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Unmanned Aircraft

NATIONAL
June 9, 2013 | By Devin Kelly
Oklahoma may be at the nexus of violent tornadoes and scientific developments in unmanned aircraft , but the state faces stiff competition in its bid to become one of the first six federal sites allowed to test the technology.  Fifty applications have been submitted from 37 states.  The University of Colorado at Boulder is among those vying for one of the spots. Boulder's Research and Engineering Center for Unmanned Vehicles was the first institution to focus on small aircraft systems for atmospheric and meteorological research, said Brian Argrow, a professor in the department of aerospace engineering sciences who co-founded the center.
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BUSINESS
August 10, 2011 | By W.J. Hennigan, Los Angeles Times
An experimental, arrowhead-shaped aircraft that could reach blistering speeds of 13,000 mph above the Pacific Ocean is set to blast off on a test flight Wednesday from Vandenberg Air Force Base, northwest of Santa Barbara. The flight is scheduled to test new technology that would provide the Pentagon with a vehicle capable of delivering a military strike anywhere in the world in less than an hour. The unmanned aircraft, dubbed Falcon Hypersonic Technology Vehicle 2, is scheduled to be launched at 7 a.m. PDT into the upper reaches of the Earth's atmosphere aboard an eight-story Minotaur IV rocket made by Orbital Sciences Corp.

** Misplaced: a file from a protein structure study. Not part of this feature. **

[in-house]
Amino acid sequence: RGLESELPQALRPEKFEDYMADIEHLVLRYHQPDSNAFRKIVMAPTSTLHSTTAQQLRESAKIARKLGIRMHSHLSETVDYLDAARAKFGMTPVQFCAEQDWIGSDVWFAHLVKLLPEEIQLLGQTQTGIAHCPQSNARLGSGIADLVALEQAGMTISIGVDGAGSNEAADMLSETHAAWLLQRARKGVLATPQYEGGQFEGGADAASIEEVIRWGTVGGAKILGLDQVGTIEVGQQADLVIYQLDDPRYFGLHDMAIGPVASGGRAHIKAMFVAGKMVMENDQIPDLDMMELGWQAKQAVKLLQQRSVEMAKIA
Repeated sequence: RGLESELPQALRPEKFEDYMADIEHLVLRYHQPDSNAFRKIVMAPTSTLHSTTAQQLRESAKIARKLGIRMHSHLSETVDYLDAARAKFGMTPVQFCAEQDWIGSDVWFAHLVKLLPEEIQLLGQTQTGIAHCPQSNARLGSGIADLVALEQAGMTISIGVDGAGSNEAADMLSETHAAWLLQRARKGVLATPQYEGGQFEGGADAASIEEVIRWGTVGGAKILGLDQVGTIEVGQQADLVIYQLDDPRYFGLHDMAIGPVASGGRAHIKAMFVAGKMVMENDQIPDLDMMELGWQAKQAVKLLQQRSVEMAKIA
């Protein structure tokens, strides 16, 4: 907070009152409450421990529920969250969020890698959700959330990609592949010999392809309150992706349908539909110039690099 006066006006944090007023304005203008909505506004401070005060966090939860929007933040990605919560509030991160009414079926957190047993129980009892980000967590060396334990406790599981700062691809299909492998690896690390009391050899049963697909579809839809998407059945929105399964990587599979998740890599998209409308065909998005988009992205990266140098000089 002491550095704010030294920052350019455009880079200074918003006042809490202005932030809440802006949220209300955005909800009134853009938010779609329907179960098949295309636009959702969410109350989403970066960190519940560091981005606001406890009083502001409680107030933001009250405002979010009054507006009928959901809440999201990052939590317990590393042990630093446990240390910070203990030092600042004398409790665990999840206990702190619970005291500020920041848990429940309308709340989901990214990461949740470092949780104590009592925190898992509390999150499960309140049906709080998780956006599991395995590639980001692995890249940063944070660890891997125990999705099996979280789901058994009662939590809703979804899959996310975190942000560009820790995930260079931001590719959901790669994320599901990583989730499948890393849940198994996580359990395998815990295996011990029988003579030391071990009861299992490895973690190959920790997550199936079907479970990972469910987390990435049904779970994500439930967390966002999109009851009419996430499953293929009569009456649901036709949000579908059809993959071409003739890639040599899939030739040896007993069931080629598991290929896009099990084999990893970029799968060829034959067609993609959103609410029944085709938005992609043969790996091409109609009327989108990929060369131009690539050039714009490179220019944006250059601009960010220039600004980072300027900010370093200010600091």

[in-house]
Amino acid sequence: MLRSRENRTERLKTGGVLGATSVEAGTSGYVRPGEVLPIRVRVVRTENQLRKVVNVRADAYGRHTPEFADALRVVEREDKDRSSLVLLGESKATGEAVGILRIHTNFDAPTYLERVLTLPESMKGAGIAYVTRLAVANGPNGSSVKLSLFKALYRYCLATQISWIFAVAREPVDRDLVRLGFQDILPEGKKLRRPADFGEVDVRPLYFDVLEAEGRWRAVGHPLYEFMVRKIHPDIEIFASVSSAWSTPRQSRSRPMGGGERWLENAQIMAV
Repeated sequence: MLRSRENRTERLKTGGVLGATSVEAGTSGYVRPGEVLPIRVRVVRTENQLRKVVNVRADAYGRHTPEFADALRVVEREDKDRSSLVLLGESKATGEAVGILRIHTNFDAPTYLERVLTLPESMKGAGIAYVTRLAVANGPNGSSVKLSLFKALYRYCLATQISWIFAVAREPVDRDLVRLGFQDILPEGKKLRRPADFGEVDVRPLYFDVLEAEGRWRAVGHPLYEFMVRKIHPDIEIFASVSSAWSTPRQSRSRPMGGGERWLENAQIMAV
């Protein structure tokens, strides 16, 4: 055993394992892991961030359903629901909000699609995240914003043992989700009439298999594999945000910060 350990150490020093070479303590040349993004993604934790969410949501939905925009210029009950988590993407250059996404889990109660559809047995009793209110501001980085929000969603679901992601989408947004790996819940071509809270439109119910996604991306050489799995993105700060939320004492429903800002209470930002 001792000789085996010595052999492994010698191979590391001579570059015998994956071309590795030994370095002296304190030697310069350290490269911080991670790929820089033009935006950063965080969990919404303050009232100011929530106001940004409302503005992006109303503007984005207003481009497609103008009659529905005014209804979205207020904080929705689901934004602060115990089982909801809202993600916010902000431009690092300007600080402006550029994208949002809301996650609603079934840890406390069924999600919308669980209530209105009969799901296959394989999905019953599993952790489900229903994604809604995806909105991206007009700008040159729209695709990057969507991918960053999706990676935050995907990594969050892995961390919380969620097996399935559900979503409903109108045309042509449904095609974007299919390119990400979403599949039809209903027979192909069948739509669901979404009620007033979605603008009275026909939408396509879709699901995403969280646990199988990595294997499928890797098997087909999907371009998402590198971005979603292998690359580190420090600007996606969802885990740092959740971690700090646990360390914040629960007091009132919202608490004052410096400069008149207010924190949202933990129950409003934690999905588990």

BUSINESS
July 2, 2010 | By W.J. Hennigan, Los Angeles Times
Northrop Grumman Corp. has been awarded a $33-million Pentagon contract to transform its unmanned, long-range spy plane into a roving robotic aerial refueling tanker. The plane, dubbed the Global Hawk, is used for high-altitude reconnaissance missions over Iraq and Afghanistan by the U.S. military. Northrop plans to retrofit the plane so it can carry 1,000 gallons of jet fuel in its fuselage and demonstrate it can autonomously refuel another Global Hawk in midair by next year. "This technology has the potential to be revolutionary," said Mark Gamache, director of Northrop's advanced concepts and technology division.
BUSINESS
October 12, 2006 | From Bloomberg News
Boeing Co. said it would stop research and development on its Little Bird unmanned aircraft in favor of a newer program. Little Bird, an update of a utility helicopter used in Vietnam, is an older technology that had largely been funded by Boeing. The company instead will focus on its new unmanned aircraft, the A160 Hummingbird, which has received more government funds, Boeing said this week.
NATIONAL
October 27, 2011 | By Brian Bennett, Washington Bureau
The Homeland Security Department is adding three surveillance drone aircraft to a domestic fleet chiefly used to patrol the border with Mexico even though officials acknowledge they don't have enough pilots to operate the seven Predators they already possess. The new drones are being purchased after lobbying by members of the so-called drone caucus in Congress, many from districts in Southern California, a major hub of the unmanned aircraft industry. "We didn't ask for them," said a Homeland Security official who spoke on condition of anonymity to speak frankly.